HomeFinancial AdvisorFA OnlineBill Ackman Doesn't Want Your $4 Billion SPAC Money Anymore

Bill Ackman Doesn’t Want Your $4 Billion SPAC Money Anymore

Well that escalated quickly. Just days after being sued by a disgruntled shareholder who alleged that Bill Ackman’s special purpose acquisition company, Pershing Square Tontine Holdings Ltd., is an illegal investment company, the billionaire hedge fund manager is asking for a do-over.

On Thursday he wrote to long-suffering SPAC shareholders to say he’d like to return the $4 billion of cash they put in his blank-check firm, the largest ever. While he firmly rejects the allegations in the lawsuit, he says it complicates the task of completing a deal in the available time.

It’s not often someone goes to the trouble of raising $4 billion and then turns around and says: On second thought, you can have the money back.

But Ackman’s not giving up entirely. He’s offering unhappy Pershing Square Tontine shareholders a tradable right to participate in a future Ackman deal via what he’s called a SPARC—a special purpose acquisition rights company. That’s provided, of course, the U.S. Securities and Exchange Commission and New York Stock Exchange go along with the proposed structure.

Many retail investors remain furious with Ackman. They were convinced his blank-check firm would serve up a juicy technology deal. Instead, all they may end up getting is their $20 per share in cash back, plus an option to participate in some unknown future transaction.

Confidence that Ackman can pull off a high-caliber deal took a hit after the SEC raised objections to his blank-check firm buying shares in Universal Music Group. Hence, it’s not clear yet how much value investors will ascribe to the SPARC.

On balance, I think it’s worth a try. Pershing Square Tontine now has too many clouds hanging over it and shareholders don’t have much more to lose. Although it’s not exactly a fresh start owing to the continued risk of legal bother, it’s at least a path forward.

But it’s odd that Ackman decided a lawsuit he deems meritless is an insurmountable obstacle to completing a regular SPAC deal with its $4 billion pot of cash. While legal uncertainty may have put off potential merger suitors, there may have been other factors playing on Ackman’s mind.

Pershing Square Tontine warrants—rights to purchase shares at an agreed level—once traded at nearly $18. Currently, they’re languishing at less than $3. If the SPAC fails to complete a deal due to prolonged legal rancor, those warrants would be at “grave risk.” Holders now at least have an opportunity to realize some value as they’ll also get a SPARC warrant.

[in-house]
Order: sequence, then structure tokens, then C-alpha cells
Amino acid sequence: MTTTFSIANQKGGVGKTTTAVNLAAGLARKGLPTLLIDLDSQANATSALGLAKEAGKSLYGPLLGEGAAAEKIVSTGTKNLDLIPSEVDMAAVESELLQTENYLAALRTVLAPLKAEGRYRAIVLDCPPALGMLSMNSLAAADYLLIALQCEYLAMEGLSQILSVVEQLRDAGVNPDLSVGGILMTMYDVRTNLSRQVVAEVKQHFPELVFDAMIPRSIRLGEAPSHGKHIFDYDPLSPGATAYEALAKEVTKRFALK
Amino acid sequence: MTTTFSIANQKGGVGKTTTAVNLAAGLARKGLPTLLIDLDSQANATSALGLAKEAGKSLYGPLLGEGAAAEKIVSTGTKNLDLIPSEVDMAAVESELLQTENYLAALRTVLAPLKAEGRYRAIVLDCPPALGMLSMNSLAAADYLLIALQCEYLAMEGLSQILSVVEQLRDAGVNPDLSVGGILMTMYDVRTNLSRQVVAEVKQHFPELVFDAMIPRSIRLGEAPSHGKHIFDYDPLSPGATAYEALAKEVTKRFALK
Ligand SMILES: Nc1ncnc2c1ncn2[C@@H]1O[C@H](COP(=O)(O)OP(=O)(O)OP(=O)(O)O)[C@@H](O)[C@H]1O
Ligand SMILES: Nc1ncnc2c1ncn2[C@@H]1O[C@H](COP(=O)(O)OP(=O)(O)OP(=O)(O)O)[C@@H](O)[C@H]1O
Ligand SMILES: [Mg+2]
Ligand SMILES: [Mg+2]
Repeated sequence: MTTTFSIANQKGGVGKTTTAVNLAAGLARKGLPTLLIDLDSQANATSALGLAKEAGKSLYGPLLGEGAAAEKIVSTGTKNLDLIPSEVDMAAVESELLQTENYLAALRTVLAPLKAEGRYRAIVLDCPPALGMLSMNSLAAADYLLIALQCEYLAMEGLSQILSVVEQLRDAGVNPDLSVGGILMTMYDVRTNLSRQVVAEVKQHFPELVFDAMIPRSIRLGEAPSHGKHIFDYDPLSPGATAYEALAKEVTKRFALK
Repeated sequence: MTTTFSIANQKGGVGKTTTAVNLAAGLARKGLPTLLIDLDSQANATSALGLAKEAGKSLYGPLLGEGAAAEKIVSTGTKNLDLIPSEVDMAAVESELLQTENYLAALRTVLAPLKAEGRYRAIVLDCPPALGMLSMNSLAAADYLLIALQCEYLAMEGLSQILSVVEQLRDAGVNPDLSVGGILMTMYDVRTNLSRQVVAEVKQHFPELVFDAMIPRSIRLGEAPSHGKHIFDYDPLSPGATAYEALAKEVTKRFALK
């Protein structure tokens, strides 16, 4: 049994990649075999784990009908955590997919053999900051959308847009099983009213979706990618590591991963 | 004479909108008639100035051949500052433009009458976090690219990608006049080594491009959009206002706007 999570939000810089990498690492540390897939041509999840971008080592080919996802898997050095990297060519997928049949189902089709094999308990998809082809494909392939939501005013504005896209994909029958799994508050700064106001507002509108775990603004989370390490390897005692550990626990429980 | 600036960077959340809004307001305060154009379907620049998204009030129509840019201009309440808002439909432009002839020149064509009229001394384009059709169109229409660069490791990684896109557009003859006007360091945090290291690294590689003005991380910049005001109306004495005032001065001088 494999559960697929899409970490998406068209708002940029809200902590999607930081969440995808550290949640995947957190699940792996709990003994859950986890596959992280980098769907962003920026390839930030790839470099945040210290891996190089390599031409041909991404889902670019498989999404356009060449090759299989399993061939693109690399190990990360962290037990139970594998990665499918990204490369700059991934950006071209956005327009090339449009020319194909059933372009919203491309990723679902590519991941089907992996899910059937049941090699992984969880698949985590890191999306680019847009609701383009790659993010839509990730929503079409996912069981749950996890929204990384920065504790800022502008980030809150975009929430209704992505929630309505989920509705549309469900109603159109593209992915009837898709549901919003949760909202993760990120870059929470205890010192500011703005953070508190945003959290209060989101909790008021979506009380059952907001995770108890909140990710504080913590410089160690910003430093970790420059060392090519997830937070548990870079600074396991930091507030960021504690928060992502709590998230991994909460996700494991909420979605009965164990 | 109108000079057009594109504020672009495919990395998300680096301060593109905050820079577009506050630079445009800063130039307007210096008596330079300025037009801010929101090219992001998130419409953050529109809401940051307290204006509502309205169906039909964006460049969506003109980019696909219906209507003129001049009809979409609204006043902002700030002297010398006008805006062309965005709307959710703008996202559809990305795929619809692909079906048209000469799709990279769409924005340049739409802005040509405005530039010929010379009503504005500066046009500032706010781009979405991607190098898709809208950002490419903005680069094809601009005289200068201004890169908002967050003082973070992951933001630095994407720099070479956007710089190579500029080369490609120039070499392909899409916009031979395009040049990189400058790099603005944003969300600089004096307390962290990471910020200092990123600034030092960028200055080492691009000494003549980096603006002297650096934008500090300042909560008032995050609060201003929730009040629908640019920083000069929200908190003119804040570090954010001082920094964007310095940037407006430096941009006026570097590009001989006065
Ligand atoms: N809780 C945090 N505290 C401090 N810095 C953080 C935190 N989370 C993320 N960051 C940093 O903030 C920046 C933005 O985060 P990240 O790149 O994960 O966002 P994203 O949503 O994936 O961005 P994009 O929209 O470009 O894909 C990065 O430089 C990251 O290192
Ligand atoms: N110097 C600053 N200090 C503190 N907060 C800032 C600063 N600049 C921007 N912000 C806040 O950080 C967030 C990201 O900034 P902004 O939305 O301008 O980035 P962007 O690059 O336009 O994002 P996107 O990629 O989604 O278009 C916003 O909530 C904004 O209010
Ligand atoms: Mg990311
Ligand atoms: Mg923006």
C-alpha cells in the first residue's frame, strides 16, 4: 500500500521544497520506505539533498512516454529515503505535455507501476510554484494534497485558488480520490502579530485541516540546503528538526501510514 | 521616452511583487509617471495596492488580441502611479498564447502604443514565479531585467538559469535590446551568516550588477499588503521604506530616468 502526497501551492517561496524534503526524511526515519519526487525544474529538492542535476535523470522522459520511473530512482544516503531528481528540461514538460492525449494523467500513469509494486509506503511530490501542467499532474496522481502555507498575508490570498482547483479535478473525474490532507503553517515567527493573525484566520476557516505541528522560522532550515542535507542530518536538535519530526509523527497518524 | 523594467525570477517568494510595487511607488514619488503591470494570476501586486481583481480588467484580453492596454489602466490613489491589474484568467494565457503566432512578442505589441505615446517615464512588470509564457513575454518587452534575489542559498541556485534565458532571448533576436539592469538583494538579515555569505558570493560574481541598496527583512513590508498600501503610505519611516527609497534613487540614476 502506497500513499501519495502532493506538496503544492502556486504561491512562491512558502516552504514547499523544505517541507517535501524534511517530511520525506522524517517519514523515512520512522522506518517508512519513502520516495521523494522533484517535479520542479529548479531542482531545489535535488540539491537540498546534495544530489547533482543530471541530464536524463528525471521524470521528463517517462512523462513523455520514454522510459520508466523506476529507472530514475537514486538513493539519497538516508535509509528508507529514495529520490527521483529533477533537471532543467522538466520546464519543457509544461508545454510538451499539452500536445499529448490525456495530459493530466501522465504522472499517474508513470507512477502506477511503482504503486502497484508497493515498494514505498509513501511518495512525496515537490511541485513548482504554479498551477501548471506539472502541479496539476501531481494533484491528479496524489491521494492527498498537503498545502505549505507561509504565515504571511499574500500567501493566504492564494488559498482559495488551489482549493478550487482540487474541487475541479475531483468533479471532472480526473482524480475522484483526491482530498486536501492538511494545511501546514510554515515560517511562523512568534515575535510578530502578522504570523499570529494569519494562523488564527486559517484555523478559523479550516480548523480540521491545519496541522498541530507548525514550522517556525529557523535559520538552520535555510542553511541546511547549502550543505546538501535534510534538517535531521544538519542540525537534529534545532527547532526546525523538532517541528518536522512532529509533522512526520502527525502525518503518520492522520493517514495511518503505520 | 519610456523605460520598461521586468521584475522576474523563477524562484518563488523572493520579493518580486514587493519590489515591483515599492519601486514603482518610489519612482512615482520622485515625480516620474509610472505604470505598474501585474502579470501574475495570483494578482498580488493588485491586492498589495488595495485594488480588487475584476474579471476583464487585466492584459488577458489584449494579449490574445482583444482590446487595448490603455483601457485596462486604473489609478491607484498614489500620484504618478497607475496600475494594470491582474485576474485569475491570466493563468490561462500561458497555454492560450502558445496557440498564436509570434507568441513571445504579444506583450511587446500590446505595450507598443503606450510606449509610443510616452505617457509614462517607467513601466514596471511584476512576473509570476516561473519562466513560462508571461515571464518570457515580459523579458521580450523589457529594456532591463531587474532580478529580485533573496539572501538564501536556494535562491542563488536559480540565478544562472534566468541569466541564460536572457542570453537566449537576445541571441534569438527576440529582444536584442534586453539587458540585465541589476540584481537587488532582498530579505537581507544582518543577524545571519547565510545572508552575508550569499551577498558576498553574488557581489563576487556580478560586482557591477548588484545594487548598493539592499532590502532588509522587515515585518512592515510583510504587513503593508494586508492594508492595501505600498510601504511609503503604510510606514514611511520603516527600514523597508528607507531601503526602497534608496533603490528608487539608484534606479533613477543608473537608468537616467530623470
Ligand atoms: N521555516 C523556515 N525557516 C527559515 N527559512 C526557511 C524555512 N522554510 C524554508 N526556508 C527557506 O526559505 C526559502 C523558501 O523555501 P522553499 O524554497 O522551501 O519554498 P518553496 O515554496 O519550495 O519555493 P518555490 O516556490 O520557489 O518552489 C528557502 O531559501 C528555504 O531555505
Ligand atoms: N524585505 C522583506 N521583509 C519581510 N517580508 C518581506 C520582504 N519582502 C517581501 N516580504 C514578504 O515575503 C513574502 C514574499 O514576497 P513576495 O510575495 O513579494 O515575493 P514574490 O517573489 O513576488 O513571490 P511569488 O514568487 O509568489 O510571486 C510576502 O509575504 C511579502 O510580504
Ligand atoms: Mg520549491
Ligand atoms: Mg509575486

Meanwhile, the SPAC’s shares recently fell below the $20 per-share value of the cash it holds for the first time, a level at which shareholders might be motivated one day to demand their money back anyway.

One could forgive shareholders for wanting to have nothing further to do with Ackman. Those who bought shares at February’s peak have lost about 40% of their investment. Even those who bought at the $20 issue price would have done much better just putting their money in a regular index fund.

All this doesn’t mean the SPARC is necessarily a bad idea. Right now a lot of SPACs are paying underwriters to raise cash in an IPO, and then seeing massive cash redemptions when they close a transaction. This is hugely inefficient and adds to the costs incurred by those shareholders who don’t opt to redeem. Far better for sponsors to find a company to buy and then persuade shareholders to fund it, as Ackman is proposing.

The SPARC also wouldn’t be under pressure to find a deal within the two year limit blank-check firms typically have, which critics say can lead them to strike poor transactions. Shareholders’ cash also wouldn’t be locked up for so long.

There are still lessons here for Ackman. The transaction he attempted with with Universal Music was too byzantine. Even now he seems enamored by such complexity: The SPARC will require a New York Stock Exchange rule change and sign-off from the SEC. Currently having tradable warrants also requires the shares into which those warrants are converted to be listed too, which they wouldn’t be in Ackman’s conception until a transaction is agreed.

Only Ackman would quit and double down all at the same time.

Chris Bryant is a Bloomberg Opinion columnist covering industrial companies. He previously worked for the Financial Times.


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